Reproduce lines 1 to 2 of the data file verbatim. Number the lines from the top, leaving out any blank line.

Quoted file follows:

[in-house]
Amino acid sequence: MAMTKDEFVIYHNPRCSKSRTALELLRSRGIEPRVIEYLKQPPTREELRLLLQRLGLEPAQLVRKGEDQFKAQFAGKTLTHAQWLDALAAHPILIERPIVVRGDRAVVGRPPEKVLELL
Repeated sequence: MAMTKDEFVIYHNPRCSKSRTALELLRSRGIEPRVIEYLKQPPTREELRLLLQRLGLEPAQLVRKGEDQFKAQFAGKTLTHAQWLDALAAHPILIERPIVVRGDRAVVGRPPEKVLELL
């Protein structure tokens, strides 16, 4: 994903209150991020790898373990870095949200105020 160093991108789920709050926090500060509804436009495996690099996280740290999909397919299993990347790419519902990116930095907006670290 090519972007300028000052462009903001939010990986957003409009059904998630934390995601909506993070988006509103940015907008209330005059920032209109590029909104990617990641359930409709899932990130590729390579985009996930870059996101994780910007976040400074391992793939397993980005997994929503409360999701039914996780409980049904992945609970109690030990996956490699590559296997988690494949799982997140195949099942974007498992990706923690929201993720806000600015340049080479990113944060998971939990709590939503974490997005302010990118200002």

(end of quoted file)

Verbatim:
[in-house]
Amino acid sequence: MAMTKDEFVIYHNPRCSKSRTALELLRSRGIEPRVIEYLKQPPTREELRLLLQRLGLEPAQLVRKGEDQFKAQFAGKTLTHAQWLDALAAHPILIERPIVVRGDRAVVGRPPEKVLELL